Website | Facebook | Instagram | Twitter

 

Jeremy Loops – “Mortal Man” (Cape Town, South Africa)

RIYL: D.D Dumbo, Ed Sheeran, Walker Lukens

Jeremy Loops has been creating awesome folk-rock tracks for almost a decade. He’s already a big deal in South Africa, but it’s very possible he will be making an impact across the world. Not only does he have a brand new single out, but he’s recently signed to Universal Music South Africa.  He’s also an enigmatic and stellar one man band in a live setting. Hopefully soon artists will get to tour again in some form or fashion.

“Mortal Man” starts off simplistic with acoustic guitar and captivating vocals. We also hear the signature loop pedal which Jeremy Loops is known for, although not quite as prominent compared to previous releases. The overall vibe is claiming and serene.  It’s the perfect track to chill out to during a relaxing weekend.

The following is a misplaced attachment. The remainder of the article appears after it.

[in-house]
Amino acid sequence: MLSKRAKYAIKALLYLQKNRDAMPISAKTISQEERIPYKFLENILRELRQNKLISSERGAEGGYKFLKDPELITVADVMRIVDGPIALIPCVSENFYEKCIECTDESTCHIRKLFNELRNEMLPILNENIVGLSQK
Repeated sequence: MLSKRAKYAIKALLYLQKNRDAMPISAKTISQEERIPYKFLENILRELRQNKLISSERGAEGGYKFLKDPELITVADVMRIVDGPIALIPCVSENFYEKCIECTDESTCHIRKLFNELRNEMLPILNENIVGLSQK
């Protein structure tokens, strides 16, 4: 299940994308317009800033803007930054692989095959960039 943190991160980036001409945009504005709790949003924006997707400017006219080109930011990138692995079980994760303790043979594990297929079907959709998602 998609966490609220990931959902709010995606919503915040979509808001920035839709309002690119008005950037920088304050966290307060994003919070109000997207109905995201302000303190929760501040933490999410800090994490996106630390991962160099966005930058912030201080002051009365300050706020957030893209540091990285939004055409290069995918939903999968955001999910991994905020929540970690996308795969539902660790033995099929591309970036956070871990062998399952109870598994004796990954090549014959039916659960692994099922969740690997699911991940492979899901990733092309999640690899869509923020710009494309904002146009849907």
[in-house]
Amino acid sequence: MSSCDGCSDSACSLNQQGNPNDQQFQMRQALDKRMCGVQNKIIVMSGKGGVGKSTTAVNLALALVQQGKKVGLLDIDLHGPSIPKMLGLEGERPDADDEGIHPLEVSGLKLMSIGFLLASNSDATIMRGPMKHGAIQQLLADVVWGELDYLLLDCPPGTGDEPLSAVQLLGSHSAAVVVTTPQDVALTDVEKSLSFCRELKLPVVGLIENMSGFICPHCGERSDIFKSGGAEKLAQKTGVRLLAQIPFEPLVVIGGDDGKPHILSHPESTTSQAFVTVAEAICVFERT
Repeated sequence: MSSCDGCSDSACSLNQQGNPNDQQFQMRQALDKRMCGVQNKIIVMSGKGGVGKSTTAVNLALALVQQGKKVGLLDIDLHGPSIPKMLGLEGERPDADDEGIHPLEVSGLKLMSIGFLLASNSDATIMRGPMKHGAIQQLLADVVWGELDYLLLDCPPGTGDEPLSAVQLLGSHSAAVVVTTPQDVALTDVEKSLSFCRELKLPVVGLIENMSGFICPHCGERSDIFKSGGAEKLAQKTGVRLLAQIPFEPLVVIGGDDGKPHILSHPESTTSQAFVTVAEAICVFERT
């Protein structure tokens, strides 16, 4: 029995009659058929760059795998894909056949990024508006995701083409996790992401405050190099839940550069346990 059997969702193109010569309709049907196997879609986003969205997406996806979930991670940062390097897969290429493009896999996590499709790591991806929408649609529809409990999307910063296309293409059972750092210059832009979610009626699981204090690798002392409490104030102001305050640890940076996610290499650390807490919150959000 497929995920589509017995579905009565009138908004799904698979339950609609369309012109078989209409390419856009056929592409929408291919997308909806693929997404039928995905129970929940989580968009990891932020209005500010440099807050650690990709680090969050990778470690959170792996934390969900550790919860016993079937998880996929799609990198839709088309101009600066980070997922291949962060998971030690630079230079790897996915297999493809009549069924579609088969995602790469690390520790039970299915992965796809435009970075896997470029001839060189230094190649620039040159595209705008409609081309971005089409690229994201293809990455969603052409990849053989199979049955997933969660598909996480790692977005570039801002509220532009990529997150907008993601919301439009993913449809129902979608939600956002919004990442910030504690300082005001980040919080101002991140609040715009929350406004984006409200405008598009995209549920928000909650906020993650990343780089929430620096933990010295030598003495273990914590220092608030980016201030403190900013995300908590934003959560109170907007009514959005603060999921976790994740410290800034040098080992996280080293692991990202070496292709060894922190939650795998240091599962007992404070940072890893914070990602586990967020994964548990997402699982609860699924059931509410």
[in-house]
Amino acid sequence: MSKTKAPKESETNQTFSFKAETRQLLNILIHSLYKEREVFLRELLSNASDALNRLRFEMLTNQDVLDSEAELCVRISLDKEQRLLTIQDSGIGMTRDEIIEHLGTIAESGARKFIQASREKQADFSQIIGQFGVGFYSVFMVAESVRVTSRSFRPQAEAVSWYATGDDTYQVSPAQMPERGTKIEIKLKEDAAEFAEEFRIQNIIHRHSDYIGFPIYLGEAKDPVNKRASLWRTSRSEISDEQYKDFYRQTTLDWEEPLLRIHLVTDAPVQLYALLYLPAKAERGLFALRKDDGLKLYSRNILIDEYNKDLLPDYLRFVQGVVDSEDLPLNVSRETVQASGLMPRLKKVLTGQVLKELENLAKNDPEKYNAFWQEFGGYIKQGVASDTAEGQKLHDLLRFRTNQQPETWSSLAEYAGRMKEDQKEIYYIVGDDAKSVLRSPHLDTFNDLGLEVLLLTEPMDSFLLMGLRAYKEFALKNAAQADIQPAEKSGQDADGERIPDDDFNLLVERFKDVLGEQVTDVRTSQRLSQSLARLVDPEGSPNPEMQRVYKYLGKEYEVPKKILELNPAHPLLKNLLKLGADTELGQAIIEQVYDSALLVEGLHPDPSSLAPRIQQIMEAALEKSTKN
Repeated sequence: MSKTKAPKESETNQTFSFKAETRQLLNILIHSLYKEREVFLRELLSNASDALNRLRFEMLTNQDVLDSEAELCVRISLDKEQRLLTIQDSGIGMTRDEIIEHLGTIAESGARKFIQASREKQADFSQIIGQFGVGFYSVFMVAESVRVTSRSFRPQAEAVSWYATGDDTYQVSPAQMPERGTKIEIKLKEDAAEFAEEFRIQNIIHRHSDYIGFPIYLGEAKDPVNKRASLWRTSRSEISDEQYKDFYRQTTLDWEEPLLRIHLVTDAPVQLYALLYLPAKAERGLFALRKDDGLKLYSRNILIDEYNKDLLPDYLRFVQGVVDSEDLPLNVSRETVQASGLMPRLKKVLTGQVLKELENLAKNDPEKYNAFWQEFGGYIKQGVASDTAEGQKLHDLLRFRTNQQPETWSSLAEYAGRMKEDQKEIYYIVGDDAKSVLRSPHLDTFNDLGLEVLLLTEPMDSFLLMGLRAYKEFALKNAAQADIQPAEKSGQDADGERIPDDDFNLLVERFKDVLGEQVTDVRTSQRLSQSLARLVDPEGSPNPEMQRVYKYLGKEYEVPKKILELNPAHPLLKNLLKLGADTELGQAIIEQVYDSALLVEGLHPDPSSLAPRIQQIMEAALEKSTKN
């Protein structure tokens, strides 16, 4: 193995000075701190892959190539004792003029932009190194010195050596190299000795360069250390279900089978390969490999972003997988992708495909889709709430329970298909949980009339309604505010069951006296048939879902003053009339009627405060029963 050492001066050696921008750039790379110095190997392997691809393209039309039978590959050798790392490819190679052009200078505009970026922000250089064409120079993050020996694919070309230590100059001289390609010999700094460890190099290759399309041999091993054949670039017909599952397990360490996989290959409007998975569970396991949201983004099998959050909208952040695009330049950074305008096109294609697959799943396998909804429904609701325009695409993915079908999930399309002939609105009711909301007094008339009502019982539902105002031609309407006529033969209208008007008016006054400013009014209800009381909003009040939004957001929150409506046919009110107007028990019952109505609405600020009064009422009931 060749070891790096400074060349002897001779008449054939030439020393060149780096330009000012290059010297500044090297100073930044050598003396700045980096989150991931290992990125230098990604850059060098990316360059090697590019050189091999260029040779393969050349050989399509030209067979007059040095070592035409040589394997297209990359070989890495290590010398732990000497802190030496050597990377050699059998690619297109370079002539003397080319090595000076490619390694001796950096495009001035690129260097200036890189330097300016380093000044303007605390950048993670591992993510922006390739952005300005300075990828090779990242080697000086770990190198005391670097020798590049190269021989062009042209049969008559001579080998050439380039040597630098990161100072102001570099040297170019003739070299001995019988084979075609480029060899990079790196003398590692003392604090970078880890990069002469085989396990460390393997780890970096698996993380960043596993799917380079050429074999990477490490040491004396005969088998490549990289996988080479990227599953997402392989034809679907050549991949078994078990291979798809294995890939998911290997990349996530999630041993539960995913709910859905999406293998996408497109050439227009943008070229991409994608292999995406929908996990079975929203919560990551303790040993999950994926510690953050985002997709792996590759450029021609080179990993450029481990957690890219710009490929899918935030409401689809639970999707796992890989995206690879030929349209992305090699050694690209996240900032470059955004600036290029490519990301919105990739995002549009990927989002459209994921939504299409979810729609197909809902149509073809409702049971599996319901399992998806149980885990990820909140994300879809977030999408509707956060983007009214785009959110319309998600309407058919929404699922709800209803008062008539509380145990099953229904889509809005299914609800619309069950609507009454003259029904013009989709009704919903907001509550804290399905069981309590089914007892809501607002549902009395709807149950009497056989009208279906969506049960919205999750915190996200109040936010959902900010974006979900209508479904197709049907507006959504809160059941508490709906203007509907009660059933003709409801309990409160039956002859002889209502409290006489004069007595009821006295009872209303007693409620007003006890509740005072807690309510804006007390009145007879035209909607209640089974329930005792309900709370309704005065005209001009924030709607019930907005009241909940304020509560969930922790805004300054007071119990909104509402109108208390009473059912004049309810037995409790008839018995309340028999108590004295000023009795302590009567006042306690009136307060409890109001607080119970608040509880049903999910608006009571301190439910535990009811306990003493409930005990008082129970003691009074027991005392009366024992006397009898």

“Count on me when you’re falling down
Don’t give up on what we got now
I hear you calling
So count on me when you’re fallin down
Just stop giving what you can’t give now
I hear you calling”

It’s Friday and it’s time to relax and feel a bit hopeful. The world is crazy, times are challenging, but there is always time to listen to a new tune that will brighten your day. “Mortal Man” does just the trick.

Website | Facebook | Instagram | Twitter

 

Mashmellow – “Heaven Is You” (Moscow, Russia)

RIYL: The Cure + Yumi Zouma + Belle Mare

It’s Friday! And in the immortal words of The Cure, it’s the day for us to fall in love. When “Friday I’m In Love” was released in 1992, it was exactly the type of song people needed. The world was coming out of an unnecessary war in the Middle East, a steep recession had just ended, and social and racial tensions were high. For 3.5 minutes, The Cure gave us a reason to be happy. So if Robert Smith could fall in love on a Friday, then Saturday must be heaven, and the soundtrack for this day would undoubtedly be a song that could very well be the sequel to The Cure’s biggest hit.